The experience of customers in Lexington may explain why tens of thousands of former Time Warner Cable customers are dropping Spectrum like a hot rock when the rate increase hits. For Rutledge, who was rewarded with a $98.5 million pay package in 2016, charging current customers a lot more for cable service more than makes up for the former subscribers they manage to drive off. For him, customers either get with the Spectrum program or they can go somewhere else, if there is somewhere else for customers to go.

From: Charter Communications’ 1Q 2017 investor presentation

Those experiencing the Spectrum Treatment are switching to AT&T U-verse, although AT&T is trying very hard to get them to sign up for DirecTV instead.

Montgomery tells us AT&T really doesn’t want their cable business, but they will sell her an expensive cell phone or satellite TV.

“AT&T is a happy hog making a lot of money in the cell phone business, but they sure don’t want to spend much on giving me TV service, and told me I’d be happier with satellite TV,” she said. “If I wanted satellite TV, I would have called DirecTV or Dish myself.”

The other option for parts of Lexington is Windstream’s Kinetic TV, a fiber to the neighborhood service available in some Windstream service areas. But Kinetic TV is getting mixed reviews from customers who have the service, and for those that want broadband, Kinetic speeds don’t cut it for many.

While Rutledge figures out how to spend his eye-popping compensation package, those on fixed incomes like Fitzgerald who live on less than $1,000 a month are trying to figure out where they will get the extra money to pay Charter.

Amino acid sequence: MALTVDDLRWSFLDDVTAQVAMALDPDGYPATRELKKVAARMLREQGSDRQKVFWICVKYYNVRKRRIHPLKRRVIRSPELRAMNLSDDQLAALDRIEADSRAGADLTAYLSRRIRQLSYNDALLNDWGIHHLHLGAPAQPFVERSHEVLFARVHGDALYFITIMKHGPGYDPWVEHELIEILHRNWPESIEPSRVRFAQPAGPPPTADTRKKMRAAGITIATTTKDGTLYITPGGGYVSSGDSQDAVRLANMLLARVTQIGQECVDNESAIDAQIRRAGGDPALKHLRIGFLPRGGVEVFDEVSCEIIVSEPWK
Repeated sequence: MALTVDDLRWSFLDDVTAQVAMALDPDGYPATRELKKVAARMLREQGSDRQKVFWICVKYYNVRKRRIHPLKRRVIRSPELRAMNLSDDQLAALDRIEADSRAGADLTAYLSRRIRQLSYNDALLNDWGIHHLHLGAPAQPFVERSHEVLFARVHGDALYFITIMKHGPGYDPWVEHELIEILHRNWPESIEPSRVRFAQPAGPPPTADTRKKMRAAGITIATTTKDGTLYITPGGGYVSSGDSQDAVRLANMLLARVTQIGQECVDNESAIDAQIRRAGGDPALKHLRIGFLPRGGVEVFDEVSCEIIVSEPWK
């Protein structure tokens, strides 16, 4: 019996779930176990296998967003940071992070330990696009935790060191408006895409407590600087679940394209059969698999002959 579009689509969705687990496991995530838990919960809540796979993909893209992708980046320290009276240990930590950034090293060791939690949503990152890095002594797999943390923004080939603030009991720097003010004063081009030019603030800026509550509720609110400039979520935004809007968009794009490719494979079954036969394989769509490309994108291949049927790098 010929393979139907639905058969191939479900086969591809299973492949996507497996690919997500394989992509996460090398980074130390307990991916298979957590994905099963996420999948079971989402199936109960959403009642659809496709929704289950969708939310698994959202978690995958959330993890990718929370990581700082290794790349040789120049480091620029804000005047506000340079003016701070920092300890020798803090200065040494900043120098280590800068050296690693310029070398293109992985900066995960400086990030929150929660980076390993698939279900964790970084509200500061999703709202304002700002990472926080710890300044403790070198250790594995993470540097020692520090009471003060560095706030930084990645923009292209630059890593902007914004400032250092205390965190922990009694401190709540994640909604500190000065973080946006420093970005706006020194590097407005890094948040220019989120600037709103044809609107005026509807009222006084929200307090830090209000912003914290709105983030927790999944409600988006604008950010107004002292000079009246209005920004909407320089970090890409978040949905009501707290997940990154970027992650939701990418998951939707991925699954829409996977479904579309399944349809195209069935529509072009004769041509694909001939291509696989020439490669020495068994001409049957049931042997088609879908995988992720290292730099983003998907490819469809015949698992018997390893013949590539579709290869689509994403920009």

Fitzgerald was giving the cable company $103 a month for standard cable television with no premiums and internet service. Now Spectrum wants 35% more for the same service he used to get.

A nearby neighbor told Fitzgerald and the newspaper their Spectrum bill went up $18 a month.

“A five dollar increase, OK, fine, I guess I could deal with that,” the neighbor said. “But twenty bucks just because a new company comes in? This is felonious. What am I gonna do, tell Social Security that I need $20 more every month because Spectrum wants it? It doesn’t work that way.”

“There ain’t much you can do about it, though,” Fitzgerald told the neighbor. “They’re the cable company.”

WOW Goes Public; At High Risk of Acquisition as Cable Industry Consolidates

Phillip Dampier May 16, 2017 Broadband Speed, Competition, Consumer News, WOW! 1 Comment

WideOpenWest, better known to subscribers as WOW!, has filed with the Securities and Exchange Commission to become a publicly traded company as it seeks to raise funding and make itself an attractive proposition for investors and potential buyers.

The company will initially remain under the control of Avista Capital Partners (44%), which has been an investor in WOW! from the beginning, joined by Crestview Partners (29%), which invested $125 million in the cable company in 2015.

WOW! is currently the sixth largest cable operator in the United States and an attractive takeover target for cable operators like Altice USA, Charter Communications or Comcast. In fact, WOW! provides direct cable competition for Charter and Comcast in the midwest and southeastern United States. Should either of those operators acquire WOW!, that competition will cease. The most likely buyer, however, is Altice USA, which is expected to offer its own IPO to raise funds specifically to acquire American cable companies. Altice currently owns Cablevision and Suddenlink.

WOW! has 772,300 subscribers, but is available to up to three million homes.

The cable company has also ditched its traditional logo and adopted a new one:

Old Logo

Old Logo

New Logo

WOW! is known for high quality customer service and aggressive service plans. Here is their current broadband offer:

FCC’s Mike O’Rielly Tells ALEC FCC Should Ban State Laws on Broadband Privacy, Consumer Protection

O’Rielly

Republican FCC Commissioner Mike O’Rielly wants the FCC to prohibit states from attempting an end run around the current majority’s broad-based deregulation of ISPs, likening it to a war of socialist forces vs. free market capitalism.